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Russian Rail to launch duty free shops
March 11, 2013, 2:21 pm


RZD plans to open duty-free shops at Russian railway terminals [AP]

Russia’s rail monopoly Russian Railways (RZD) plans to launch a pilot project for duty-free shops on its international trains, RZD said on Monday.

The company hopes the project, which will be implemented by the Federal Passenger Company, a wholly-owned RZD subsidiary, will boost RZD’s revenues and offset losses from its heavily subsidised passenger carriage business.

“The Moscow-Kiev train has been selected for the pilot duty-free project. The project is intended to be launched with the introduction of the summer schedule from the last Sunday of May,” an RZD spokesman said on Monday.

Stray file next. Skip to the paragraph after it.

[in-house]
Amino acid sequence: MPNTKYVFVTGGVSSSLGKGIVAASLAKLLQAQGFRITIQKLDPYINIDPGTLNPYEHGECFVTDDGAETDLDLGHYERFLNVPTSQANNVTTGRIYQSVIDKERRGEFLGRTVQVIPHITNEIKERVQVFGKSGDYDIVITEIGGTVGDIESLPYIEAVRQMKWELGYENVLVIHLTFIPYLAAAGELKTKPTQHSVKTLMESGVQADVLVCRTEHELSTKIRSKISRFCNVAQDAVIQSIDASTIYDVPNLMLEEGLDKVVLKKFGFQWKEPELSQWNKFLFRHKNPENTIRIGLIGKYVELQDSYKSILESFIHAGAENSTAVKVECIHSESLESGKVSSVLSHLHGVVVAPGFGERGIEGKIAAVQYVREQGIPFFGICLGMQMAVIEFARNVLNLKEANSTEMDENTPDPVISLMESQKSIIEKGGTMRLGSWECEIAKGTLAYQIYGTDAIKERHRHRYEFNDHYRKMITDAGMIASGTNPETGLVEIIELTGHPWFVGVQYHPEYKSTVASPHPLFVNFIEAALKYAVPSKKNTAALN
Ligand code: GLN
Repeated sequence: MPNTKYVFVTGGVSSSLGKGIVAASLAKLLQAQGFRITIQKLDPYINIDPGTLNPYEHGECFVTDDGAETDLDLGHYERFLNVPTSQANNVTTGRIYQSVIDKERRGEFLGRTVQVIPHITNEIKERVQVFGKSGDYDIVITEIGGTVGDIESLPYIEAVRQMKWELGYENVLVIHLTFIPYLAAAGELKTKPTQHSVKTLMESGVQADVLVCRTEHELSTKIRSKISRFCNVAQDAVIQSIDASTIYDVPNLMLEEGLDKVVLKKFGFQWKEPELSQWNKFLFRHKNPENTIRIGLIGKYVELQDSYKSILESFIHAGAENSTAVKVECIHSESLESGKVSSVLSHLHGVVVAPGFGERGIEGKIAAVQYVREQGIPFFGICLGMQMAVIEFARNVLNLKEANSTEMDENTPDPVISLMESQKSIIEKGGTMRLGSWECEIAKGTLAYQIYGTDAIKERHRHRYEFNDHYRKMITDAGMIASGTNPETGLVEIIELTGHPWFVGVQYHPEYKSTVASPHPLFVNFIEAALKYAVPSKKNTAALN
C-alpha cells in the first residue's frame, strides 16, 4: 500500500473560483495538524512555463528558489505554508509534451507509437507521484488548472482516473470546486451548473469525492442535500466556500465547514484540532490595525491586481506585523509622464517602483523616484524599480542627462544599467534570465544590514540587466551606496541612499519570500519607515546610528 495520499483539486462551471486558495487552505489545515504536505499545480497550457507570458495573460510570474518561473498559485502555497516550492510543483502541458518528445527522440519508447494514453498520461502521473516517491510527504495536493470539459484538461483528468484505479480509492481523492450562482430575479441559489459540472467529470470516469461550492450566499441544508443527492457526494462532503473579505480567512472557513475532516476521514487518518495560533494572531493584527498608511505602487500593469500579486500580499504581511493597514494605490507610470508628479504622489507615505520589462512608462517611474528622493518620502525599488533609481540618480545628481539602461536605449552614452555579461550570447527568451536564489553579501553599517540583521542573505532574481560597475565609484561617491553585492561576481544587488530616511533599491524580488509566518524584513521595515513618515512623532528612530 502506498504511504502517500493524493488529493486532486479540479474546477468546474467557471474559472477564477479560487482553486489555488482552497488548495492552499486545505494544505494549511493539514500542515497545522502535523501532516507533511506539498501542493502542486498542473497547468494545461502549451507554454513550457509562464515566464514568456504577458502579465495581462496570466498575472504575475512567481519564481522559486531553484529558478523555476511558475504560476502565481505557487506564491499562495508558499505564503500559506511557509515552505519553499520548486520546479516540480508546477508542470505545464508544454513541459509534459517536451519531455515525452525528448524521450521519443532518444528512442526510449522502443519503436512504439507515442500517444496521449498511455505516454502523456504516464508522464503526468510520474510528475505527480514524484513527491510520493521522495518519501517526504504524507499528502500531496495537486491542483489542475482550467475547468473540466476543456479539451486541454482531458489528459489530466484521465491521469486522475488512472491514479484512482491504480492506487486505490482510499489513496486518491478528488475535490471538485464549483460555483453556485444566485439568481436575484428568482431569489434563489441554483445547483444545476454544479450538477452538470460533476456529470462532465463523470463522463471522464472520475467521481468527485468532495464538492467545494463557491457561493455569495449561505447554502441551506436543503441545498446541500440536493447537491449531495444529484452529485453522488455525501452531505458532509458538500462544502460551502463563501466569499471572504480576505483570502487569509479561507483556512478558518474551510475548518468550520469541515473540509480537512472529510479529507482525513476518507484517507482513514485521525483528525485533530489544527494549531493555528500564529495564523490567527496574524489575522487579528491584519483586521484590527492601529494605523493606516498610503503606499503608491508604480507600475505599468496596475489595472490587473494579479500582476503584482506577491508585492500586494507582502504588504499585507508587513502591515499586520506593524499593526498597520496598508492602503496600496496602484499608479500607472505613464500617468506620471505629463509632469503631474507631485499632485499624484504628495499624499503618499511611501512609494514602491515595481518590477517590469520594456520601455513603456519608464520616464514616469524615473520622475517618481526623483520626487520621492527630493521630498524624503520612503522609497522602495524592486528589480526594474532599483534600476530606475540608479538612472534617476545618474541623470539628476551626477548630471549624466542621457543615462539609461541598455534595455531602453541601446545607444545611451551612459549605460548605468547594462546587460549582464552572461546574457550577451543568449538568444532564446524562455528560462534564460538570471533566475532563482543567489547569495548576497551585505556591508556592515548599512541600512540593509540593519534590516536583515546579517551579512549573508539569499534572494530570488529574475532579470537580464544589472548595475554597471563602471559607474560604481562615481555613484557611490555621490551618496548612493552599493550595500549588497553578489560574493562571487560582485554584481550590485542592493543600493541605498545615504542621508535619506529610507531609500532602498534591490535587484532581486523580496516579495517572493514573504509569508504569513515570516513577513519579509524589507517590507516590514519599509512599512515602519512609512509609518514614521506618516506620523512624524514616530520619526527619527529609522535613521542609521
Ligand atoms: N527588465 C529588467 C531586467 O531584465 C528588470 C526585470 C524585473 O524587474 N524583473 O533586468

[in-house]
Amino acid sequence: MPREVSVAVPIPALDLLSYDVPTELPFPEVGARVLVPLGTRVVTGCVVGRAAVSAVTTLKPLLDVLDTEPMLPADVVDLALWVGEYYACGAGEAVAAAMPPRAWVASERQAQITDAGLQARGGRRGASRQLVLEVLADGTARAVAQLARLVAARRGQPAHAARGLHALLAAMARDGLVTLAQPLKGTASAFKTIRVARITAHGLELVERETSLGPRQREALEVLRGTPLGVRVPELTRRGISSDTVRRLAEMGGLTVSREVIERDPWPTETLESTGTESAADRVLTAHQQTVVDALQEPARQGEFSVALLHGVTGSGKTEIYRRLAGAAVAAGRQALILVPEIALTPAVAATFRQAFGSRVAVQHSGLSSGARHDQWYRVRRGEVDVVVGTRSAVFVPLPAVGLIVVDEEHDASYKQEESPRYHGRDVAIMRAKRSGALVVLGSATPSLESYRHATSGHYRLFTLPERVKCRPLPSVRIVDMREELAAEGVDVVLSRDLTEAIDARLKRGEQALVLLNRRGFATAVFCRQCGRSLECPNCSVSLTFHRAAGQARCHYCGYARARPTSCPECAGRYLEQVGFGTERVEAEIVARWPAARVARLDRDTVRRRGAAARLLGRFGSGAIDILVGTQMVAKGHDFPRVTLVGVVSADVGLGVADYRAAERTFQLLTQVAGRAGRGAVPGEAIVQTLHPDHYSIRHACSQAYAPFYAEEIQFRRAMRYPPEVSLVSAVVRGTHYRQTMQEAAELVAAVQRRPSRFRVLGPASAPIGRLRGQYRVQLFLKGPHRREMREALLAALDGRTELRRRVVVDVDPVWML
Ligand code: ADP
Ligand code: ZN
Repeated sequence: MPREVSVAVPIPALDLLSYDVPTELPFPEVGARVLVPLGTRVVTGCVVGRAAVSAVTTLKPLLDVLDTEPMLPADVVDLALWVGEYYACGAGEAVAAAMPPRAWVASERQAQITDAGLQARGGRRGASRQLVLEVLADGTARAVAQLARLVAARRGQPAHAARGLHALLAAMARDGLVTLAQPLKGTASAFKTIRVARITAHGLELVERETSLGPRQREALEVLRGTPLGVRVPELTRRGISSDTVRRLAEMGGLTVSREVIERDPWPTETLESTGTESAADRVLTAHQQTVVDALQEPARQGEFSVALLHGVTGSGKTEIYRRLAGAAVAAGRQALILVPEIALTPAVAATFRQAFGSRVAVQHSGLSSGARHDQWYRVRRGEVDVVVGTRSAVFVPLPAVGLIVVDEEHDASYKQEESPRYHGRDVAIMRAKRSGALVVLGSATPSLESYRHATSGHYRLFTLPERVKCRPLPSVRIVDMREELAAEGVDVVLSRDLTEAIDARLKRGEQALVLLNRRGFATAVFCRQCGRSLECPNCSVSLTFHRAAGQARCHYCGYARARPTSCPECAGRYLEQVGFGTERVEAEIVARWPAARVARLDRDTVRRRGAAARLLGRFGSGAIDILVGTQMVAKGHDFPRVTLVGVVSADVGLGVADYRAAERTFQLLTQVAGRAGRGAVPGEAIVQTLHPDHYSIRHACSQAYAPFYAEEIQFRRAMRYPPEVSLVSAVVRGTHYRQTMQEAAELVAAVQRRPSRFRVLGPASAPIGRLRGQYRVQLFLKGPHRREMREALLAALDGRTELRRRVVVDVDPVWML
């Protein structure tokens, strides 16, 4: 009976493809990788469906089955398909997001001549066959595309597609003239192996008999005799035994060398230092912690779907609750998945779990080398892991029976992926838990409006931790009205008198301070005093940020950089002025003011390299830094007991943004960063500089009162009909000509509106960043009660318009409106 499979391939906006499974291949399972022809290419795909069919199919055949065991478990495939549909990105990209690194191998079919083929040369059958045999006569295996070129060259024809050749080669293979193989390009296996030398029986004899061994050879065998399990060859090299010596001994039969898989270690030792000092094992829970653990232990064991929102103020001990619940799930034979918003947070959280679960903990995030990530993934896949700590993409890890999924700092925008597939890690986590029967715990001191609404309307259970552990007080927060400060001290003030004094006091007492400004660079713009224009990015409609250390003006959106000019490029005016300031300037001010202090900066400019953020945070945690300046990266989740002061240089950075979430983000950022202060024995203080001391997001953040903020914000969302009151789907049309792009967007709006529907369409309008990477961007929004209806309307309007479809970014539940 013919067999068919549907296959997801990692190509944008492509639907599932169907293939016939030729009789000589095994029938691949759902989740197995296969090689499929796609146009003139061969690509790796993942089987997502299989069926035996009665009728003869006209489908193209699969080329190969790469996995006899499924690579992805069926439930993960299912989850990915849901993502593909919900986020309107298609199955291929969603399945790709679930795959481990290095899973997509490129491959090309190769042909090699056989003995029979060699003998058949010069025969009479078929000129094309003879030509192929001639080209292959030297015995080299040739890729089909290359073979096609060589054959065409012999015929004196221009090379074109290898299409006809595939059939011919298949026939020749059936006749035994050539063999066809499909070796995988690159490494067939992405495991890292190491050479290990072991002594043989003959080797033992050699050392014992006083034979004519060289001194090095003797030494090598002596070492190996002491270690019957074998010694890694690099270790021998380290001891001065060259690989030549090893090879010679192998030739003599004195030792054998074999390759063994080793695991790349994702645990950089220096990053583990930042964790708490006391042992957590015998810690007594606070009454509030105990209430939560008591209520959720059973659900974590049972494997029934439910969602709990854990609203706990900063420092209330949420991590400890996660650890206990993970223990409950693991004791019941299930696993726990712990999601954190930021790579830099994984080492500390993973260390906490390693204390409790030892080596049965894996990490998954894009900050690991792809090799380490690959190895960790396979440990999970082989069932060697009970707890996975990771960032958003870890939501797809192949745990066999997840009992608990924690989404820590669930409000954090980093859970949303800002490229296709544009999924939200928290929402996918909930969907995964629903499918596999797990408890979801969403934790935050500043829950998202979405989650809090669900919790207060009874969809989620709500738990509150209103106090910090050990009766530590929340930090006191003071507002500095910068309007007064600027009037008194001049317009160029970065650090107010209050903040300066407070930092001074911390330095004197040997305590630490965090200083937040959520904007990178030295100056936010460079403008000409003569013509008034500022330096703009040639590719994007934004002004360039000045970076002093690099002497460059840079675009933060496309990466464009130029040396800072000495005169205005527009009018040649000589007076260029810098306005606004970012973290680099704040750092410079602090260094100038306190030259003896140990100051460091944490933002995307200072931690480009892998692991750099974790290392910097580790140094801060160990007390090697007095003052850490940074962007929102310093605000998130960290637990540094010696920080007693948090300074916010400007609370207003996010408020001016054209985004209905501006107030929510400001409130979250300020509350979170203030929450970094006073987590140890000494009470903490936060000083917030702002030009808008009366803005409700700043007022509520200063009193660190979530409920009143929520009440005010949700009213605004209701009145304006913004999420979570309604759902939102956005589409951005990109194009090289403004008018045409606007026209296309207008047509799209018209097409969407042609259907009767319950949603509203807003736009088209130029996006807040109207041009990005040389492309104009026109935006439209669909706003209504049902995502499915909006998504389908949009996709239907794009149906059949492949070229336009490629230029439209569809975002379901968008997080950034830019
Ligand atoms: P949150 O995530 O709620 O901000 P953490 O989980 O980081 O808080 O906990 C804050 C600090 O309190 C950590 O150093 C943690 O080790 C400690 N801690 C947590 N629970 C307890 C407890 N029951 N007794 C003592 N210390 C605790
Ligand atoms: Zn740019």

Russian Railways is a major contributor to Russia’s fast growing economy.

Russia’s colossal and historic railway stretches along 85.2 thousand km of track.

Founded in 1837, it is one of the largest transport systems in the world.

“If the pilot project is successfully implemented, operators…will be selected through a tender,” the spokesman said.

The pilot duty-free project for trains running between Moscow and Kiev will run for a year, after which RZD will decide whether to extend the service to other trains, he said.

RZD announced in spring 2012 plans to organise duty-free trade on international trains, and said then it would open duty-free shops on Allegro bullet trains shuttling between St. Petersburg and Helsinki.

RZD also plans to open duty-free shops at Russian railway terminals.

Sergei Abramov, head of RZD railway terminal directorate has said the first such duty-free shop will open in early 2013 at St. Petersburg’s Vyborsky and then Finlyandsky railway stations.

Similar shops may later be opened in all Russian railway terminals with international links.

The Russian Association of Duty-Free Operators estimates there are about 30 duty-free operators in Russia selling goods in airports and aboard passenger planes.

Duty-free revenues totaled $1 billion last year, with sales aboard airliners accounting for just 10-15 per cent of that sum.

Source: Agencies